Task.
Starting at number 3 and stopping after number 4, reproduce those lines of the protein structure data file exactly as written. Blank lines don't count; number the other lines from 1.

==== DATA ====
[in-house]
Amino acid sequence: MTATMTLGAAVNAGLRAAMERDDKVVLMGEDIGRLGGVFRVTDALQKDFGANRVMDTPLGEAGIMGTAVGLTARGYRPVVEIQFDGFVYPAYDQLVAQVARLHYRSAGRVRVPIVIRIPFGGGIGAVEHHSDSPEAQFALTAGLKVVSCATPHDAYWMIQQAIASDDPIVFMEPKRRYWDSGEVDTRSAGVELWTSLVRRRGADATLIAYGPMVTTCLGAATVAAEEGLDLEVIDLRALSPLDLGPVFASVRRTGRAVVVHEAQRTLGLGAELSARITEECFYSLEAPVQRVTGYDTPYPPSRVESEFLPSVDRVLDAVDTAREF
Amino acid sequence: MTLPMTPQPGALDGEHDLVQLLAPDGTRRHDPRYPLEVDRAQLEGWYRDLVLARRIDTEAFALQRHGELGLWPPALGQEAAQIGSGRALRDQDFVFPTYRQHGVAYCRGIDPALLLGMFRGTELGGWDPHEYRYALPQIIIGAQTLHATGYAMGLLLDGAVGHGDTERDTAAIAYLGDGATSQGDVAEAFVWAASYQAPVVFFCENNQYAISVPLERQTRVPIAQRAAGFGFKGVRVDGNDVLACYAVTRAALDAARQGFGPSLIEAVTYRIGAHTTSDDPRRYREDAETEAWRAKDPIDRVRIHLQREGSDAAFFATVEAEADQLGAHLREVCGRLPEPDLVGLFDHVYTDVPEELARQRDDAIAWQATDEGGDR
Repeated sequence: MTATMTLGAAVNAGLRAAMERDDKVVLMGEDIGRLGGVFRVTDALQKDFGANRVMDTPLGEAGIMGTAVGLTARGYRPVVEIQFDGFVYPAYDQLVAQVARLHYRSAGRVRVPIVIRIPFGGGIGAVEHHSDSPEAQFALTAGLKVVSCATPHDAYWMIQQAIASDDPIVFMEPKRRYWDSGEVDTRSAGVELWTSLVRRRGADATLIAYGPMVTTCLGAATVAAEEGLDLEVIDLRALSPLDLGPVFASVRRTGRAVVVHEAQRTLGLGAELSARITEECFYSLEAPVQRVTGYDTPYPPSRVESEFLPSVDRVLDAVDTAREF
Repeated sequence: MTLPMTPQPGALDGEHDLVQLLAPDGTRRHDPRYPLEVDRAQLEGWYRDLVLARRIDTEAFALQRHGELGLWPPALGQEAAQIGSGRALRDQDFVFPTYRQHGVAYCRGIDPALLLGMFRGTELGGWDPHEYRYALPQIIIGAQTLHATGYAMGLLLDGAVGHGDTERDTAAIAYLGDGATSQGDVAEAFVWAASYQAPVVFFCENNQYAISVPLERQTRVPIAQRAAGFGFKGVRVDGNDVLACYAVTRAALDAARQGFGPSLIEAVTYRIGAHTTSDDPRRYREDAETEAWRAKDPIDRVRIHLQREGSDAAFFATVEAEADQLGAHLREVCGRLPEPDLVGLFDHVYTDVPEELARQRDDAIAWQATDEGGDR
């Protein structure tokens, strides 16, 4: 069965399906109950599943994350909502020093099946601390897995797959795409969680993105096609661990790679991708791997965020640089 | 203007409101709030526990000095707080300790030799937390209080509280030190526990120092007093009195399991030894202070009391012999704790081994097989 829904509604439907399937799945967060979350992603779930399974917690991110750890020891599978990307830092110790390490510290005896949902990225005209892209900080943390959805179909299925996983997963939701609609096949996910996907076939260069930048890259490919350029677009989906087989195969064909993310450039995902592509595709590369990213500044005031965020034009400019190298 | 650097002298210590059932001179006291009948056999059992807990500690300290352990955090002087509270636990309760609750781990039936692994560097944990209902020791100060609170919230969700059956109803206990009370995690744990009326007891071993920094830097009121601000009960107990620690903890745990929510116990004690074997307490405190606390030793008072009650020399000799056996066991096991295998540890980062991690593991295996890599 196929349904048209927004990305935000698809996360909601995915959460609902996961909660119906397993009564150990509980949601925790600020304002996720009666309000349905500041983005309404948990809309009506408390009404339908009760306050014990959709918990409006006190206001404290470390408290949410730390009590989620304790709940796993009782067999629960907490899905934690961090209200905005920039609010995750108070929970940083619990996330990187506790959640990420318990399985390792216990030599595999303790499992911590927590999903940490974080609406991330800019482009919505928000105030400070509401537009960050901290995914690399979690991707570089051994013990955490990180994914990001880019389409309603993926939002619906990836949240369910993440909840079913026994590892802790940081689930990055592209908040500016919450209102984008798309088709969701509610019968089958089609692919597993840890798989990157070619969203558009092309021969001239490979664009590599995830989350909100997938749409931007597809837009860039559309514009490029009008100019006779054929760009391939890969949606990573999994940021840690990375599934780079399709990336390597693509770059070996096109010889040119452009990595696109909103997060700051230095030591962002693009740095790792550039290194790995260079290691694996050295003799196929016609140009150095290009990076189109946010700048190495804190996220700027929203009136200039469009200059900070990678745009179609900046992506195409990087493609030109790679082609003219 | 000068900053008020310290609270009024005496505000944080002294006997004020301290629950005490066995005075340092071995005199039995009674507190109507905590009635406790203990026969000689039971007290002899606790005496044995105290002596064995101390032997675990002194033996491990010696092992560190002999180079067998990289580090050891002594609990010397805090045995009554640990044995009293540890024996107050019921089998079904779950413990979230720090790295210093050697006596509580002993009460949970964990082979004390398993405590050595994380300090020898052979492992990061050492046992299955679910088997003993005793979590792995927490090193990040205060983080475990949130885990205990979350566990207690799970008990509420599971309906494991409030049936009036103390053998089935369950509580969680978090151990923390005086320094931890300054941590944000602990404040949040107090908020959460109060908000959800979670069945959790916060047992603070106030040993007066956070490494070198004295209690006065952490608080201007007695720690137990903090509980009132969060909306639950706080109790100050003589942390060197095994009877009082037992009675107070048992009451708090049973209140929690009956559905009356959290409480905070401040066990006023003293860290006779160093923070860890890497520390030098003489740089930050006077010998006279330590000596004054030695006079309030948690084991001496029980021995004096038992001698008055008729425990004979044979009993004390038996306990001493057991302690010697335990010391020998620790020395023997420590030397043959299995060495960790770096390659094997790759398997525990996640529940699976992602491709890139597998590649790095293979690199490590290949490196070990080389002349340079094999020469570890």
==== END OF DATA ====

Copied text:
Amino acid sequence: MTLPMTPQPGALDGEHDLVQLLAPDGTRRHDPRYPLEVDRAQLEGWYRDLVLARRIDTEAFALQRHGELGLWPPALGQEAAQIGSGRALRDQDFVFPTYRQHGVAYCRGIDPALLLGMFRGTELGGWDPHEYRYALPQIIIGAQTLHATGYAMGLLLDGAVGHGDTERDTAAIAYLGDGATSQGDVAEAFVWAASYQAPVVFFCENNQYAISVPLERQTRVPIAQRAAGFGFKGVRVDGNDVLACYAVTRAALDAARQGFGPSLIEAVTYRIGAHTTSDDPRRYREDAETEAWRAKDPIDRVRIHLQREGSDAAFFATVEAEADQLGAHLREVCGRLPEPDLVGLFDHVYTDVPEELARQRDDAIAWQATDEGGDR
Repeated sequence: MTATMTLGAAVNAGLRAAMERDDKVVLMGEDIGRLGGVFRVTDALQKDFGANRVMDTPLGEAGIMGTAVGLTARGYRPVVEIQFDGFVYPAYDQLVAQVARLHYRSAGRVRVPIVIRIPFGGGIGAVEHHSDSPEAQFALTAGLKVVSCATPHDAYWMIQQAIASDDPIVFMEPKRRYWDSGEVDTRSAGVELWTSLVRRRGADATLIAYGPMVTTCLGAATVAAEEGLDLEVIDLRALSPLDLGPVFASVRRTGRAVVVHEAQRTLGLGAELSARITEECFYSLEAPVQRVTGYDTPYPPSRVESEFLPSVDRVLDAVDTAREF